Professor du Sautoy is a mathematician, and he really, really, loves his subject. Unfortunately for me, maths was the subject I struggled with most at school. My eyes still tend to glaze over when I see an algebraic equation, and there are certainly plenty of those here. Pretty much every discussion in the book turns back to maths. For example, in discussing whether the Universe is either finite or infinite, the author comments that, whilst the finite is knowable, at first glance it would seem impossible to prove the existence of an infinite Universe. He then goes on to hold out hope that mathematics might one day be used to prove infinity by means of proof by contradiction (i.e. “a mathematical contradiction identified under the assumption of a finite Universe”).

I did enjoy the section on consciousness, and the discussion on whether humans have free will. Maybe that’s a sign that I prefer biology to physics. I also liked the discussion of Chaos Theory, and I quite enjoyed the section on quantum physics, if only because it was completely mind-boggling and constantly left me thinking “Whaaaaat?” However, if I’m being honest there were chunks of this book that I struggled to follow. Personally I wouldn’t recommend it unless you have an above average understanding of maths.
Profile Image for Marián Tabakovič.
132 reviews24 followers
December 18, 2021
Keď chcete porozumieť tomu, ako funguje svet - a ja chcem - nemôžete odignorovať tie najvyššie úrovne a úplne fundamentálne otázky. Prečo niečo vôbec existuje a prečo neexistuje nič? Čo bolo na začiatku reťazca, v ktorom sa niečo vytvára z niečoho iného? Prečo si uvedomujeme samých seba? Problémom je, že na to, aby človek dostal odpovede, ktoré nie sú banálne, absurdne zjednodušené, alebo nábožensky podfarbené, sa treba zahĺbiť do viacerých vedeckých disciplín. Vyštudoval som humanitné vedy a hoci mám rád populárnu vedu, nezvládol by som viac ako najzákladnejšie matematické a fyzikálne vzorce a rovnice. Knižka ma preto dosť potrápila, ale prehrýzol som sa ňou. Chcel som si otestovať svoj svetonázor, ktorý som si vytvoril ešte kdesi na strednej škole a rád som ním ohuroval pri krčmových debatách. Inak chýba mi to. V podnikoch, keď sú občas otvorené, sa o tom už nikto nebaví a na Facebooku sa mi to robiť nechce.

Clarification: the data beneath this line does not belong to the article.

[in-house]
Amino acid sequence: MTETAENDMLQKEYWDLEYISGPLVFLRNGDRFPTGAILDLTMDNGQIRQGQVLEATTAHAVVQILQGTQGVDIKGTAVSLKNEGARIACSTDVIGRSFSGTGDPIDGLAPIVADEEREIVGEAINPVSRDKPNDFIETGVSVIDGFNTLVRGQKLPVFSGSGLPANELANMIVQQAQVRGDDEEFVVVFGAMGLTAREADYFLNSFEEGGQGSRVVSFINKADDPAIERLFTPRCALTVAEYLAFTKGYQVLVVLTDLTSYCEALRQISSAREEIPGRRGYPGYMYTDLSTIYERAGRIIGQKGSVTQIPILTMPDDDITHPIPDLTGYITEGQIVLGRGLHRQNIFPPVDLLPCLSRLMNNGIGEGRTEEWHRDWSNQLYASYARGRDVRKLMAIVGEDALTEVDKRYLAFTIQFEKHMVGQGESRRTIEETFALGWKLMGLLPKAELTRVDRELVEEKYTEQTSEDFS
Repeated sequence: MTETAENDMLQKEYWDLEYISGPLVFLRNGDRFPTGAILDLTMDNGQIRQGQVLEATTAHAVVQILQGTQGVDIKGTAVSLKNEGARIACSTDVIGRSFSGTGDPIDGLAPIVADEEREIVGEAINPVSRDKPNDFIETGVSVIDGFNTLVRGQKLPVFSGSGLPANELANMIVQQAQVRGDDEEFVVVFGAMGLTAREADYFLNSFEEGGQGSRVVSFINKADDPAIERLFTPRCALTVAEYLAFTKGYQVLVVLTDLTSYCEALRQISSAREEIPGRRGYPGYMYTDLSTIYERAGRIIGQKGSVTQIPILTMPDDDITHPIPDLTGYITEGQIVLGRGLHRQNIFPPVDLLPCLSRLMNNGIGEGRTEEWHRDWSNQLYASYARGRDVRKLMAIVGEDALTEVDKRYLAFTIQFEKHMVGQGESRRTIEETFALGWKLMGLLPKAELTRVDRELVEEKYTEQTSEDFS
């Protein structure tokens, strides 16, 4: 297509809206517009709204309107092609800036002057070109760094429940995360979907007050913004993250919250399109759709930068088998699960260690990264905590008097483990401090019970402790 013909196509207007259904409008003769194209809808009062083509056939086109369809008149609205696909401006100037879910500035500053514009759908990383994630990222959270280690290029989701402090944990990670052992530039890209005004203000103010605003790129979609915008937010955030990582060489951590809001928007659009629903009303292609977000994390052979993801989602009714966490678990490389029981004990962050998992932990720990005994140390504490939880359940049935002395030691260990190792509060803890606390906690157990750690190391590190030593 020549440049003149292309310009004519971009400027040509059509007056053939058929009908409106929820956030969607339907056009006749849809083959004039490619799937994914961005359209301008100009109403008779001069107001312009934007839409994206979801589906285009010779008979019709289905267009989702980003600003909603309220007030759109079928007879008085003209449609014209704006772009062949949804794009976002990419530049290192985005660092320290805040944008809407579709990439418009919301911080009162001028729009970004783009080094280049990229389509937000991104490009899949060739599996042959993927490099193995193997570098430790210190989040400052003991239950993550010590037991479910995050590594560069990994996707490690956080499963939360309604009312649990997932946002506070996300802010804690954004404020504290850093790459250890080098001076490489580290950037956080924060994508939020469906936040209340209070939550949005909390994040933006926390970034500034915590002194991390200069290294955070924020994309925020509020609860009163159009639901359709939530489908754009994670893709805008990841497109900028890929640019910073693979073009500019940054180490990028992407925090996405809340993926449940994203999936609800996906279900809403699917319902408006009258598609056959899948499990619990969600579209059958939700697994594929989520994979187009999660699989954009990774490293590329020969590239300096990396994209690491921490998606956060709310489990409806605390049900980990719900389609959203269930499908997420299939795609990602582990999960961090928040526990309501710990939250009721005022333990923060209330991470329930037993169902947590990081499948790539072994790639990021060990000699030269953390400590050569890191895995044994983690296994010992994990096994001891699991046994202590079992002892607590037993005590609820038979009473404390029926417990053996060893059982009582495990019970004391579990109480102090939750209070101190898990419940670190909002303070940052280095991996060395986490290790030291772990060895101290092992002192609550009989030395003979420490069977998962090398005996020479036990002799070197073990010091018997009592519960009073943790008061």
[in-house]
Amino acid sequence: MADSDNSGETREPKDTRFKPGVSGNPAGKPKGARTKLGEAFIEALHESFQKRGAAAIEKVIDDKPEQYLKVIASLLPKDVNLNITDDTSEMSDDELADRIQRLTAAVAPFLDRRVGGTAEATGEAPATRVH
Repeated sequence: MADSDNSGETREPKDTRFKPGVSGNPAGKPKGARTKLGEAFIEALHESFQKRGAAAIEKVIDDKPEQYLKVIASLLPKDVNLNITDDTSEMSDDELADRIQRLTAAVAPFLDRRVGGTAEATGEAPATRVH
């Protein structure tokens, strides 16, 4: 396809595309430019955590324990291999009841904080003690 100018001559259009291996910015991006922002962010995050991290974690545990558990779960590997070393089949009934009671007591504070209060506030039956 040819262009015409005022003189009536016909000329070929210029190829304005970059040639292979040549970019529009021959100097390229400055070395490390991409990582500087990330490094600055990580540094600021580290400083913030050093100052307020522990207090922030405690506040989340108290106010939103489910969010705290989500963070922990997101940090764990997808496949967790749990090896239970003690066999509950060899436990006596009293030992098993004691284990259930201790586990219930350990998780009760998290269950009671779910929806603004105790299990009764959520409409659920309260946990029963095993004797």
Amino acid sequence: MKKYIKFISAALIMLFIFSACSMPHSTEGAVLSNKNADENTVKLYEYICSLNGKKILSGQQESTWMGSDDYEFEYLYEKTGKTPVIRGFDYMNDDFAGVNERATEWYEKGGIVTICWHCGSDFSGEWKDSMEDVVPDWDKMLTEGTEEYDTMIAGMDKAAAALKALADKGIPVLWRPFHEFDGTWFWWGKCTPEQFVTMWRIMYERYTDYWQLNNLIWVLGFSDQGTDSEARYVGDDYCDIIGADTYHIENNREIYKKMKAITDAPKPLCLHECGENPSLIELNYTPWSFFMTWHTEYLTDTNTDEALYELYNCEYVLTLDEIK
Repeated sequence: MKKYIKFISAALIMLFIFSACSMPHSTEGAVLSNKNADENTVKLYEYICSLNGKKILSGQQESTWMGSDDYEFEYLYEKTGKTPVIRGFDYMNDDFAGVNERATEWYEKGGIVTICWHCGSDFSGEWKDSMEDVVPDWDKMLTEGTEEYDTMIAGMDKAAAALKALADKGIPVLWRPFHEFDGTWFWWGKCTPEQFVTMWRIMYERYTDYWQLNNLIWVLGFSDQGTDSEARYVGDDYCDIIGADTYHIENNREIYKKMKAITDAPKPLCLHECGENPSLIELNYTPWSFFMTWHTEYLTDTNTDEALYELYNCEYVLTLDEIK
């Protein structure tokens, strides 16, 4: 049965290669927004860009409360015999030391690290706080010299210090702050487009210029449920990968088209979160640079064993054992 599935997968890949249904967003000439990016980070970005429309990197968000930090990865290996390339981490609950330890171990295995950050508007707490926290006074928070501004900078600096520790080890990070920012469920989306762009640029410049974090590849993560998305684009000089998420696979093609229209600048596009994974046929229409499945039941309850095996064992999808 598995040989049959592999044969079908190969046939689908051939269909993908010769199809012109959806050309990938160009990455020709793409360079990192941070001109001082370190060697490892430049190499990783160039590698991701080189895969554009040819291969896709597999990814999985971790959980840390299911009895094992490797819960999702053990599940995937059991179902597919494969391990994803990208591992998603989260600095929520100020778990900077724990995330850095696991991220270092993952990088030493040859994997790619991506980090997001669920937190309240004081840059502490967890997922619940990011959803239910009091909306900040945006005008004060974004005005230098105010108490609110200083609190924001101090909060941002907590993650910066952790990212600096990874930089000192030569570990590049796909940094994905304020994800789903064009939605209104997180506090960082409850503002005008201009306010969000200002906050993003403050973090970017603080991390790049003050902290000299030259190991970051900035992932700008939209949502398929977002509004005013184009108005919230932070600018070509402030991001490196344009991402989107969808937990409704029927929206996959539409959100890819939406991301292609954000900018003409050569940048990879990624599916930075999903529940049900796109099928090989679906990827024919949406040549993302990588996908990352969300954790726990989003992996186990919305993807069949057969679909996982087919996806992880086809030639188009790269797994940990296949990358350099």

Takže, považujem sa za deistu (verím v akéhosi Boha filozofov, prvohýbateľa, ktorý vytvoril dokonalý vesmír a nezasahuje doňho), nevylučujem, že univerzum samotné môže mať vedomie (panteizmus), nevylučujem ďalšie vesmíry (teória multiverza) a nevylučujem reainkarnáciu vedomia. Vo vesmíre sa všetko recykluje, my sami sme vyskladaní z odpadu po výbuchu supernov, prečo by sa teda nerecyklovalo aj vedomie?

Kniha prekvapivo vrátila do hry aj teistický pohľad na Boha. Autor, hoci sa sám považuje skôr za ateistu, vážne rozoberal možnosť, že najvyššia bytosť môže do chodu sveta zasahovať bez toho, aby porušovala vlastné fyzikálne zákony. Môže to robiť cez teóriu chaosu (chovanie systémov je od istej zložitosti nepredvídateľné, hoci sú tam ostrovčeky stability), alebo cez kvantovú neurčitosť. No lenže prečo by dokonalá bytosť vytvorila nedokonalý vesmír? O tomto sa hádali už Newton s Leibnitzom.

Kvantový svet je ešte viac mind-blowing, ako som si myslel. Fascinovala ma informácia, že častica na kvantovej úrovni ako keby vedela, že je pozorovaná a správa sa vtedy inak, ako keď pozorovaná nie je. Neustálym pozorovaním ju vieme udržať v jednom stave, v ktorom by inak nevydržala. Tento bizár nikto nevie vysvetliť a vedci sa v Kodanskej interpretácii viacmenej len zhodli, že to proste tak je a že to nechajú tak. Celá realita je podľa autora akási nejasná a od určitej hĺbky prírodu nemôžeme pozorovať, keďže má v sebe zabudovaný limit.